People are often asking for "quick tips." The truth is that getting organized is a process. It's more tortoise than it is hare. Make small accomplishments day by day. If you don't have time to tackle the whole kitchen start with one aspect of the space. Purging will always make the biggest impact, so you can start there. Then tackle the pantry and move on to the drawers the next day. Think of it as 365 days of organization.
A reader and mother of two children would like advice on kid clutter. Without a playroom for storage, do you have some creative ideas on how to stow away toys and schoolwork?
I consider them two different storage challenges.
For schoolwork and artwork, I have three suggestions:
- Use an objective third party to help sort through artwork to see what should stay and what should go. Try to decide what pieces your children will treasure when they are older (the first time they wrote their name, handprints, etc.).
- Lay out all of their artwork accomplishments when they come home and assign each piece to a different family member. Have your children help put the pieces into envelopes and mail them to loved ones. It helps you eliminate clutter, and it gives your child an opportunity to receive praise all over again when Grandma gets her mail!
- Have an "under the bed" storage bin. The things you decide to keep should go in there for safekeeping.
For toys, my best advice is not to give them too many. Too many toys hampers their creativity. Don't buy them a tent, help them build a fort with sheets! But, if you already have lots of toys, and you don't have a lot of room, consider vertical storage (shelving, bins, and baskets placed on the wall).
If you had to choose the top three organizational products that everyone should employ in their home, what would they be?
It is an amazing closet on a rail system. It keeps you organized, and if you ever move, it can go with you. It truly is an investment. (And it can help with that pesky toy organization problem too!)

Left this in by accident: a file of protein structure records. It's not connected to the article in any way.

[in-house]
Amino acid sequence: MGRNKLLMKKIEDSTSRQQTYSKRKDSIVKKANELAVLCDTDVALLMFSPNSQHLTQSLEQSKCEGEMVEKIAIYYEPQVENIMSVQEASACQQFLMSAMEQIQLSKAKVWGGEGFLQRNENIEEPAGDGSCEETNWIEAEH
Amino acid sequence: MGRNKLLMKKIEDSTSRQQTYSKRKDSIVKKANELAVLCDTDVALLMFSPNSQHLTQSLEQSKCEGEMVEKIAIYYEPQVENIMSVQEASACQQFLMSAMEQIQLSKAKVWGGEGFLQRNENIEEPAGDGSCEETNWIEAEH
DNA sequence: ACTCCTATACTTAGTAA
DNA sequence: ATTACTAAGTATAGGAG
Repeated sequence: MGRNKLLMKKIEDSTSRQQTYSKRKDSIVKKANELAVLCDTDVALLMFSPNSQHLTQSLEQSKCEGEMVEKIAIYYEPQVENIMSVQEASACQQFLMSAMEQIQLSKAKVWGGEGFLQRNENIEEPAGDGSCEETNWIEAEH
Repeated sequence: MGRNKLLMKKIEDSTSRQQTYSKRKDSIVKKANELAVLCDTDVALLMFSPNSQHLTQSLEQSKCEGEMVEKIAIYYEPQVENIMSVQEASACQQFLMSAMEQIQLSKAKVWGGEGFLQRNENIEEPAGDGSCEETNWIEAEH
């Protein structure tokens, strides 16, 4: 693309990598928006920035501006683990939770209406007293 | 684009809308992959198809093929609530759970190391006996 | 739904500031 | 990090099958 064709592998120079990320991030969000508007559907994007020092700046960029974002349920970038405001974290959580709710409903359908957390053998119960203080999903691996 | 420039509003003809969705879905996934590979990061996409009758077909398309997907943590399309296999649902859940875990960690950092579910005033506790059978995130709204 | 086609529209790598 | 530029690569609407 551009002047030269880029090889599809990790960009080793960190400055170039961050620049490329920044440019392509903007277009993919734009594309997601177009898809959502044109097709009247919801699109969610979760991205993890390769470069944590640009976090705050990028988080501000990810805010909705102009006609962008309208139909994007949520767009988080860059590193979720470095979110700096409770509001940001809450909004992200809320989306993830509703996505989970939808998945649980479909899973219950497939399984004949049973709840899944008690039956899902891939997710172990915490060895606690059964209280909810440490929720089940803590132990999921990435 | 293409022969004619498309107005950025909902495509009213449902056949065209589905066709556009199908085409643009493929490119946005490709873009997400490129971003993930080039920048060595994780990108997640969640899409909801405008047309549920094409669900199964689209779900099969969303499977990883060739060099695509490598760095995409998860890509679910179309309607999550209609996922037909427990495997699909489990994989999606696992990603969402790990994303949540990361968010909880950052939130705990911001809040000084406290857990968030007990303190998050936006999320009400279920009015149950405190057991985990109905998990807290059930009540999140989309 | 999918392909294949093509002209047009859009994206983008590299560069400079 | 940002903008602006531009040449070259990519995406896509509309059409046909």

As parents, it's important that we set an example for our kids that we value ourselves and our things. It's important to keep your bedroom, bathroom, and closet tidy. You'll start your day off on the right foot. Wooden hangers make every closet look more beautiful. And when a space looks beautiful, we are more likely to keep it that way.
Put everything in your pantry on display! First of all, it looks great. Second, you always know what you need more of. Never again will you go to make a bowl of cereal only to find there are two Cheerios in the box.
Fill in the blank… the single most important aspect of organizing one’s life is…
Prioritizing your life by what is most important to you.
I always love getting to know other Nola Girls. I have said on my blog many times that New Orleans is not where I am from, it is who I am. How has growing up in New Orleans influenced you and your work?
New Orleans is part of your soul. It is part of everything you do. It impacts how you communicate. In New Orleans, life is about living. I have definitely taken that aspect of New Orleans with me to Birmingham!
Like me, you were living in Lakeview and lost everything during Katrina. How has that experience affected your work?
Wherever I go, people ask me what I would do differently when it comes to Katrina. I always respond that I wouldn't pack anything different or leave any sooner. We've all been given a gift. Mine is organizing. Katrina taught me how to empathize with people when they have to purge to organize. I understand what it's like to lose things that are important to you. Katrina made me a better wife, mother, and friend. It taught me in both a good and bad way that the impossible is possible.
You got to work with Nene Leakes. Is she as funny and charismatic in real life as she is on RHOA?
She is! For anybody who loves shoes, her closet is like being in a candy shop! It was an amazing experience to be able to implement the "over the top" closet design.
You can organize the closet of anyone in the world. Whose would you choose and why?
Coco Chanel. If I'm going to do a closet, I'd go with someone in fashion. And why not choose someone who was brilliant!
It has been so wonderful to chat with you today. I can say from one New Orleans girl to another that the Who Dat nation is so proud of everything you have accomplished. Can you tell us where you hope to see your career go from here? What’s next for you?
My mom has always said that she named her children to accomplish different things. She named me to be an author. So I think that writing will be a definite next step for me. I have also been collecting ideas about certain products that I wish were readily available. You might see a few new things from me on the shelves sometime in the future!
Well, there you have it. I hope you enjoyed getting to know Amanda as much as I have. I'm hoping that her future also includes Season 2 of The Amandas!
Readers, if you could organize the closet of anyone in the world, who would it be?
Readers, if you could organize the closet of anyone in the world, who would it be?